From a young age, Melissa knew that adoption was in her life plan. Having watched many documentaries and movies on adoption in Singapore, her heart ached at the thought of children with neither a family nor home.
When she got married, she broached the topic to her husband, who felt that adoption should only be considered if they failed to have biological children. The topic was closed after they conceived their son.
While the marriage ended a few years later, she never stopped thinking that something was missing.
“Yet something was bugging me. It was that old hope awakening. I was in a good place with a stable job, a home and a son who was growing up so quickly”.
Recalling the process, Melissa said, “This was a tedious and intrusive process and required a lot of personal information to be shared. I had to dig up all my insurance policies, my certificates, bank statements and so on. There was a lengthy form to fill up consisting of many questions about my childhood, relationships with family and friends, hobbies, thoughts on parenting, personal reflections and life choices.”
“I was NOT shopping for a baby!”
After a home check to assess that her home environment was suitable for raising a child, she began searching for a child through agencies. The first few agents that she contacted gave her a bad taste, with an agent blatantly saying that the babies in her charge were “of good quality”. Another asked if she wanted a Chinese boy instead, as girls were “in low supply”.
Turning to her Christian faith, she prayed fervently, and her prayer was answered when one day, an agent sent her some photos of a baby girl. She felt her stomach flutter. She booked a flight to visit the baby in her home country.
On that first meeting, Melissa felt an instant connection with the baby and could not bear to put her down. When it was time to leave, she already knew that she wanted that baby, and she even had a name ready – Kaitlyn.
Bringing Kaitlyn home was a long journey. While the usual process of applying for a Dependants’ Pass takes a month, Kaitlyn’s application took three months. When Kaitlyn turned 7 months old, she was finally reunited with Melissa.
The next steps involved a court hearing, home visit and citizenship application, each of which took weeks of paperwork and waiting. Finally, after a few months, Kaitlyn received her citizenship and is now Melissa’s legitimate daughter.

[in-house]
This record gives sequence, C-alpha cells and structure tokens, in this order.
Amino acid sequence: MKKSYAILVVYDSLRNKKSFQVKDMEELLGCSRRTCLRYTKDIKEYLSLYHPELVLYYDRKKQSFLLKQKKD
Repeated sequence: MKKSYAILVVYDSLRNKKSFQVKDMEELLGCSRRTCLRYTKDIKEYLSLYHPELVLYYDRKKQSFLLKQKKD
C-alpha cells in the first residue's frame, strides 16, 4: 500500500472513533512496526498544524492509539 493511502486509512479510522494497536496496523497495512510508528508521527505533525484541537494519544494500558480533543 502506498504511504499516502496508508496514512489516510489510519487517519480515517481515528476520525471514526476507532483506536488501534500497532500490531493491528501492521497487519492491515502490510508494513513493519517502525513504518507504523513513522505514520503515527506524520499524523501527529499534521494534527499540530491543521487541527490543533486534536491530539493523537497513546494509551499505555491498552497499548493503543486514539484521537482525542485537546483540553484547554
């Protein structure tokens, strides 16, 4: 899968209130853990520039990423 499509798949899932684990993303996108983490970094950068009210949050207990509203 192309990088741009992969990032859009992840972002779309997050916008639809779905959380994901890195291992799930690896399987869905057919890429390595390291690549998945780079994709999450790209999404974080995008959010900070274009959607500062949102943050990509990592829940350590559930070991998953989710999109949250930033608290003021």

Eligibility Requirements for Adoption in Singapore
If you are thinking of adopting a child, there are a few criteria that you have to meet under Singapore’s Adoption of Child Act.
- Be at least 25 years old
- Be older than the child by 21 years, but not more than 50 years.
- Be a Singapore Citizen or Permanent Resident, or have a recognised pass for residence in Singapore
Both married couples and singles can apply, but males will not be able to adopt a female child. Exemptions can be granted if criteria 1 and 2 are not met, and if the child has blood relations with the adopter.
Procedure on Adopting a Child in Singapore
- Attend a pre-adoption briefing with the Ministry of Social and Family Development (MSF)
- Identify a child to adopt on your own, through the Ministry or an adoption agency.
- Obtain notarised consent from birth parents and all identification documents of the child
- Prepare itemised breakdown of costs involved
- Submit the application to the Family Court
- Attend an interview and court hearing with MSF to determine the outcome of the application
Factors to Consider when Adopting a Child
Once you have determined that you are eligible to adopt a child, there are some factors you may need to consider before starting the adoption procedure.
Depending on whether you engage an agency, the total cost of adopting a child can range anywhere between S$25,000 to S$40,000. This includes the cost of the mandatory Home Study Report, citizenship application fees and nanny fees.
2. Time taken to complete administrative procedures
The mandatory Home Study Report from MSF takes 1 to 2 months. If the adoptee child is not a Singapore Citizen, the administrative process can take up to a year, as the Approval from the Family Court takes about 5 to 7 months to complete. There is another wait for citizenship approval.
3. Open and closed adoptions
In Singapore, closed adoption is the most common option, where the birth family and adoptive parents have no contact. Birth parents can receive non-personal information about their child upon request.
An open adoption is where both sets of parents have access to information of varying degree and can interact with each other.
4. Other children in your family
Children in the house may experience complex feelings regarding your decision of adopting a child. Introduce the idea of having another sibling to them and keep them involved in the process. Lastly, constantly assure them that your love for them will remain even with the addition of another child.
Adoption in Singapore can be a long, drawn-out process, and even though adoptive parents do not go through pregnancy and labour, the love for their child is the same as any other.
This article is based on a true story by Melissa, as told to Jamie Koh.